The next morning we went to Henry’s Diner for breakfast and then headed out. Burlington is a remarkably bike-friendly city full of bike lanes and actual bicycles ranging from cool old Rockhoppers to new 27.5+ mid-fats doubling as delivery bikes to the standard college-town Centurions – but it is a nightmare to ride out of that city. We started on Main Street and went up a giant hill and nearly got doored by one car and then nearly run over by a second person in a Jeep SUV. What followed was a tangle of disappearing shoulders, oh shit it’s over there! bike lanes, and intersections with tighter switchbacks than most singletrack. Eventually, we hit up the Hannafords for some fresh fruit and eco butt wipes and then wound through a few suburban neighborhoods and a schoolyard or two (all on bike trails now), and then – magically and suddenly – we were on dirt.
The first road loped uphill through leafy shadows and then rolled us out into the sun on a dry gravel rutted descent past houses hidden in leaves and dust. It finally felt like we were here. We stretched our legs rolling downhill and heard rocks popping out from under the tires as we let the wind blow the sweat off our faces. We went uphill again through the shadows and out into the sun on the dirt driveway of a horse farm set atop a valley of tremulous green. For the first time, we stopped to eat and drink. There were five horses in the pasture, each a different color of bark-stripped wood. The valley rolled down to another small farmhouse, and the dirt road followed the curve between the two hills. I could smell sweet grass and clover and horses and hay. We hesitated before getting back on the bikes. There’s a little place inside that hurts leaving a place like that.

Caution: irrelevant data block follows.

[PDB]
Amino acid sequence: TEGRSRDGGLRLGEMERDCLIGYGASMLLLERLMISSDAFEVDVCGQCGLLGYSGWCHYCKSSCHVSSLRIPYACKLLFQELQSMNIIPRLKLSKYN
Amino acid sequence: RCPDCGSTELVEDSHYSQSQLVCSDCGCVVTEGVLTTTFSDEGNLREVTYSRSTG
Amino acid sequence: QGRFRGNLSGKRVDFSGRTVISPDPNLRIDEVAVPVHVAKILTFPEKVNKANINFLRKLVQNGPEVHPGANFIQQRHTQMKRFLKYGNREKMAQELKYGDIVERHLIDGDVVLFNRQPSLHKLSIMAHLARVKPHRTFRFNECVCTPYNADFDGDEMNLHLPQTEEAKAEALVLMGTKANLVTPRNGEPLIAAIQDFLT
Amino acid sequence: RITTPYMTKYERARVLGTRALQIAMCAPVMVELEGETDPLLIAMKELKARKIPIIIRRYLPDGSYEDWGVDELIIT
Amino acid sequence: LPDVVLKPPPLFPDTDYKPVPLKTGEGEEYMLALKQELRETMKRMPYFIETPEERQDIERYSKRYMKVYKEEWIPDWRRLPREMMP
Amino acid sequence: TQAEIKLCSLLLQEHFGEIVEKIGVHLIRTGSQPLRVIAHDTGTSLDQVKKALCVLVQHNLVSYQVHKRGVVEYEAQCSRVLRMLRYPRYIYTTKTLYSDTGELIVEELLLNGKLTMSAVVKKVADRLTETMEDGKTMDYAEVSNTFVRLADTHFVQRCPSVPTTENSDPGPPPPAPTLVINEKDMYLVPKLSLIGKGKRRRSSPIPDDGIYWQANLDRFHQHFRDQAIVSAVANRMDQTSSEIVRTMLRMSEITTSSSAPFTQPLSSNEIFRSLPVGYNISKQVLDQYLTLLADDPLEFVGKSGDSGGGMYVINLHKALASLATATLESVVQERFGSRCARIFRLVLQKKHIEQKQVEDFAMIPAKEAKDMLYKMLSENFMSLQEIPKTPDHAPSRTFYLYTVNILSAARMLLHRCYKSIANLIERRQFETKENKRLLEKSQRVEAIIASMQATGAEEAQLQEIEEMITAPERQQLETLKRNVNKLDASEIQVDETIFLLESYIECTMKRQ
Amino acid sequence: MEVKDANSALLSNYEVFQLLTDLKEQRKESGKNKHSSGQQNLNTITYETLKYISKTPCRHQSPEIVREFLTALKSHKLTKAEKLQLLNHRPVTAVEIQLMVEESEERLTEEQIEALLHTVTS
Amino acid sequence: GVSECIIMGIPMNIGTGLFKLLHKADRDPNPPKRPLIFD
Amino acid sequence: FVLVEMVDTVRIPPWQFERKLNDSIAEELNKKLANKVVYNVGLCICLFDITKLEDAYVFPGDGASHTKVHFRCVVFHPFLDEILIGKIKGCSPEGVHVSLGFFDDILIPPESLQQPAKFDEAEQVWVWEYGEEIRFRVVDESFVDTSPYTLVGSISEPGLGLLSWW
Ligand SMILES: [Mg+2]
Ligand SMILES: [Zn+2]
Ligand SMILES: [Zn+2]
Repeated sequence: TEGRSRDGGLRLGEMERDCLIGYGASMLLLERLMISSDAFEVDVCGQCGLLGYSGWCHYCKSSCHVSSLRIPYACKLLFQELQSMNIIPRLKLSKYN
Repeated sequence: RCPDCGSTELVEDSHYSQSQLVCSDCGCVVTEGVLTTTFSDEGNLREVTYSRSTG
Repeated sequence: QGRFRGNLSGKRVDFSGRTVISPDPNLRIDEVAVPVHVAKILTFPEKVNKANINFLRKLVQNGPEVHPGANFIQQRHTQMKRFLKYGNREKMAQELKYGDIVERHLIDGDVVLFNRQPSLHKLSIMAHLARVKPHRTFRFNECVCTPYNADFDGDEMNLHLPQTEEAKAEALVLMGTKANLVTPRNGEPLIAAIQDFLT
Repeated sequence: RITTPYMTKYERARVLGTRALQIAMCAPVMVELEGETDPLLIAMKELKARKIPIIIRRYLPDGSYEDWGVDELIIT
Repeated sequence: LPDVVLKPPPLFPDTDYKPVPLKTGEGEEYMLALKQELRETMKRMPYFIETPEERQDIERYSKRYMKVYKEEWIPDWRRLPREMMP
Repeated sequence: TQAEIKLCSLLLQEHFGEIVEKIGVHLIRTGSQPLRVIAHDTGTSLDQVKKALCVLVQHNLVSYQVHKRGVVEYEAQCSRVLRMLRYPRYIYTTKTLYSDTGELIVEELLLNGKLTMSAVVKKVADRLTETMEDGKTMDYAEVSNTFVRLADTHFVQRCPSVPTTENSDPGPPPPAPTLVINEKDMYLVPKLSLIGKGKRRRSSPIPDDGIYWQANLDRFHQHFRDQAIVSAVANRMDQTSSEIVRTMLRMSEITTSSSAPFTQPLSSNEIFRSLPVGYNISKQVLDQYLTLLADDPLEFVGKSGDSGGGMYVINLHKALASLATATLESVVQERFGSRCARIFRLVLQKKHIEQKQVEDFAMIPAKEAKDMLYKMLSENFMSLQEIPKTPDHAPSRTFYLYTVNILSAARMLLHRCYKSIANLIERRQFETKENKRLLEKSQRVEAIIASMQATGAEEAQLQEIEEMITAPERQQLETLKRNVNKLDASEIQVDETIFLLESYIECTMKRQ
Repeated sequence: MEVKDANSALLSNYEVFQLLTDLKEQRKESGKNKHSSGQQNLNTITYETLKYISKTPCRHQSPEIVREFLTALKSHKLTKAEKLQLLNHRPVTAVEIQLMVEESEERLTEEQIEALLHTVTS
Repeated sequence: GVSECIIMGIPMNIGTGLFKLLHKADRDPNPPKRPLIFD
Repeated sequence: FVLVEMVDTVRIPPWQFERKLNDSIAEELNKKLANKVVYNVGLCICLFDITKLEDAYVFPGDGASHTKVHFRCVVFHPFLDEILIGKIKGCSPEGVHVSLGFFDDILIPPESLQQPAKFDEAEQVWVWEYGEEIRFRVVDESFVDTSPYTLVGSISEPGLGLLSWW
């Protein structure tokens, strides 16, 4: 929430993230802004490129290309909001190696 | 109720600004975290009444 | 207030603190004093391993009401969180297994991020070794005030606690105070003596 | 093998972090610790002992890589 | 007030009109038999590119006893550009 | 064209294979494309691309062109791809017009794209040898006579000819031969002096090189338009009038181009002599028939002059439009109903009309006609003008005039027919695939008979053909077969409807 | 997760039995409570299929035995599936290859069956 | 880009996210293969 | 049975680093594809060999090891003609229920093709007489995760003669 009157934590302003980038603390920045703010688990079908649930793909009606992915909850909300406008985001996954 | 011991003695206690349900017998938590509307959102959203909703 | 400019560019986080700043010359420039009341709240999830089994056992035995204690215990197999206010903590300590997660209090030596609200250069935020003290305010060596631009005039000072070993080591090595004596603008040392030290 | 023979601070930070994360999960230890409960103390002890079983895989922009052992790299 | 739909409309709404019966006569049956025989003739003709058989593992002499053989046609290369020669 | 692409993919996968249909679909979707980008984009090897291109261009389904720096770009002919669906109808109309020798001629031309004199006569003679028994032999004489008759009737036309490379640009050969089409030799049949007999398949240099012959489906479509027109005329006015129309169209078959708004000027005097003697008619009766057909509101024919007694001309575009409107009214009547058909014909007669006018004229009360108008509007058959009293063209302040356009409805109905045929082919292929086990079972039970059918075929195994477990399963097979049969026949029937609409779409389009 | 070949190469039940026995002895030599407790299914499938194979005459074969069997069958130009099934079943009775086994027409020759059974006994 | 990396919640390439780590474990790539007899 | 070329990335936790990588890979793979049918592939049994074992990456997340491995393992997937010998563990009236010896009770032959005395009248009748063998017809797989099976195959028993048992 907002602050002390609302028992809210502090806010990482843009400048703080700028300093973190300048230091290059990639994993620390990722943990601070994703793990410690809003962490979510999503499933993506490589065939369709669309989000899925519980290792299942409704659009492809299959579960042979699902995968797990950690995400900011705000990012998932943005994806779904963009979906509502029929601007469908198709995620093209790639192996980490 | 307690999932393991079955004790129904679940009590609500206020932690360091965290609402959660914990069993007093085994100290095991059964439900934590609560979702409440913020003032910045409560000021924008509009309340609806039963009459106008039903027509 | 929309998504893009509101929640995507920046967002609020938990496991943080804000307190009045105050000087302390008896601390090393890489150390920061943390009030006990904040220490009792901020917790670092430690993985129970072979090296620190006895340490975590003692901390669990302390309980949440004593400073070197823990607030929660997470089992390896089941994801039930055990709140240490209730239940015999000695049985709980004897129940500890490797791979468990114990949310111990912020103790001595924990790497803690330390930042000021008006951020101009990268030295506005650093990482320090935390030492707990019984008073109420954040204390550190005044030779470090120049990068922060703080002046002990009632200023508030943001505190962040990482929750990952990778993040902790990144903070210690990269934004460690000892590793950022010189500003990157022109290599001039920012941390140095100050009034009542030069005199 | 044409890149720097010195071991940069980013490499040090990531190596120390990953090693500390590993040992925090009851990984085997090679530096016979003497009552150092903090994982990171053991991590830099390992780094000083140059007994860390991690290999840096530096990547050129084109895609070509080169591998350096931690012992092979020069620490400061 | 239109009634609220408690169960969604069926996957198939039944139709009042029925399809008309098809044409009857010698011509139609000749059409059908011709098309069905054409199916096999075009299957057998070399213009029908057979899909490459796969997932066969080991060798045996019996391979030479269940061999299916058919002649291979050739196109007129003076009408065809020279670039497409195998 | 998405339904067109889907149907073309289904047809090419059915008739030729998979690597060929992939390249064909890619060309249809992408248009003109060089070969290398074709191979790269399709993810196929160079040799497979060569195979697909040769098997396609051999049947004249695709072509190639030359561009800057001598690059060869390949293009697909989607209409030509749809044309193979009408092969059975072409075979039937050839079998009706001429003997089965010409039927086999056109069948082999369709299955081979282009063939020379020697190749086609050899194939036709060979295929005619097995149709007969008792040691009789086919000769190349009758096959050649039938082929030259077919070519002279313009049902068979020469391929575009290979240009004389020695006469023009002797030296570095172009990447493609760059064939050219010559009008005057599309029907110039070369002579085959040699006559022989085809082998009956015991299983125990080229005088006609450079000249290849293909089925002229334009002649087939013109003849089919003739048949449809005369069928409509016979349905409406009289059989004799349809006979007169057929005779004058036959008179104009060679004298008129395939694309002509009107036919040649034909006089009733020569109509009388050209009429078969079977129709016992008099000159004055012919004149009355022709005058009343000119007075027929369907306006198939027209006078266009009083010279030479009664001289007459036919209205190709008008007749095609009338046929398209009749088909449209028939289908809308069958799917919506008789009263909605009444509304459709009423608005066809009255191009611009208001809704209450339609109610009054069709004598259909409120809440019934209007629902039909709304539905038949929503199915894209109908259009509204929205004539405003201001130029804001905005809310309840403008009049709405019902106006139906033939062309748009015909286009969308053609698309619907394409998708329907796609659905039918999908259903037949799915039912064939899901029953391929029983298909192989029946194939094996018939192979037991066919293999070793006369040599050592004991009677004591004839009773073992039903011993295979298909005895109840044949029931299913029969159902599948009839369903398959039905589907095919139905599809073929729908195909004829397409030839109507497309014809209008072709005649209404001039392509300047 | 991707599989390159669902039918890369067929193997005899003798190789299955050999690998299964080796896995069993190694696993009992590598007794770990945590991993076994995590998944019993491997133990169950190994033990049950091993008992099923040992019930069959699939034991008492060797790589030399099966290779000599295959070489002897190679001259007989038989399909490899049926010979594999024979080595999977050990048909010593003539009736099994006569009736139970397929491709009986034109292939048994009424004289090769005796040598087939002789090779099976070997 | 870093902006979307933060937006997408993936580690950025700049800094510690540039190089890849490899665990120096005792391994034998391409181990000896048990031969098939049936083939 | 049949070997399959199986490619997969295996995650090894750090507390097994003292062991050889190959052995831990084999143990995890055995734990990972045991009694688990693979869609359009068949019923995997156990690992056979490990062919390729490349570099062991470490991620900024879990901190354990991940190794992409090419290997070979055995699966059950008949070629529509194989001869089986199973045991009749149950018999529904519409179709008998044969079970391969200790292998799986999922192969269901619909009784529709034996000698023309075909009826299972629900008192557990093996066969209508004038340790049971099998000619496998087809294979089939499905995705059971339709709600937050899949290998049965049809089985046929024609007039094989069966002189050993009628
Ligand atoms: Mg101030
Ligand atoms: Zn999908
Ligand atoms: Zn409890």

This whole section of Vermont was stunning: There were scenes of rural life so ordered and inviting – weather-faded white wood siding wrapping tidy farmhouses, cold rivers and creeks winding alongside quiet roads, horses and rough cut board fences marking field borders, guernseys gnawing at phosphorescent grass – we wondered if it was real or if there were rich people hiding around every rustic corner.
We rode to Waterbury and stopped at the first brewery. I’ll skip the reviews: I like beer if I’m lapping it up from a puddle, so I can only share that it was all very good and, eventually, Hill Farmstead was even better, but Waterbury was tidy and brick-clad and fine enough. There at the Prohibition Pig, we met up with two guys who were also riding the Growler. We chatted, ate and tried unsuccessfully to keep a fall-down drunk woman from driving home in her fancy Audi. From there it was a short ride to a campground, and while I was tired and slept cold, all was adventurous but orderly.